Demyelination

Demyelination is a process in which the insulating coating (myelin sheath) around the nerves is destroyed, slowing or halting the passage of nerve impulses. The myelin sheath allows nerve impulses to be sent between the brain, the spinal cord, and the nerves in the rest of the body smoothly and quickly.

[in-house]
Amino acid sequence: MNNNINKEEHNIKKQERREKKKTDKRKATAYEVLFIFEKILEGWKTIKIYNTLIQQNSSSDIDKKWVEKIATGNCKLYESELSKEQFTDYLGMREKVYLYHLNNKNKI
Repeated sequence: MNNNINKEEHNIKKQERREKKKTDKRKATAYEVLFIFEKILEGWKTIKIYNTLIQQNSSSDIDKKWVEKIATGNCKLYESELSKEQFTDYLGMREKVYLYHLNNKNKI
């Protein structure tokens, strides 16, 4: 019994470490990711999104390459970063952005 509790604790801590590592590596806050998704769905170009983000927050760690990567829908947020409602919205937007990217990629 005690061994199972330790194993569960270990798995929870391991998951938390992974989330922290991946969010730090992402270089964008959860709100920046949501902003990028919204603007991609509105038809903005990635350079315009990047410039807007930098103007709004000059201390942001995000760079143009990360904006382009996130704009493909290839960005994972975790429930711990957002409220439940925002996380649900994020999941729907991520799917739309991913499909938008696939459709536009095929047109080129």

Demyelination occurs in diseases such as multiple sclerosis (MS), Guillain-Barré syndrome, and chronic inflammatory demyelinating polyneuropathy (CIDP).

Last Updated: February 18, 2010

Author: Monica Rhodes

Medical Review: Anne C. Poinier, MD - Internal Medicine & Adam Husney, MD - Family Medicine & Colin Chalk, MD, CM, FRCPC - Neurology

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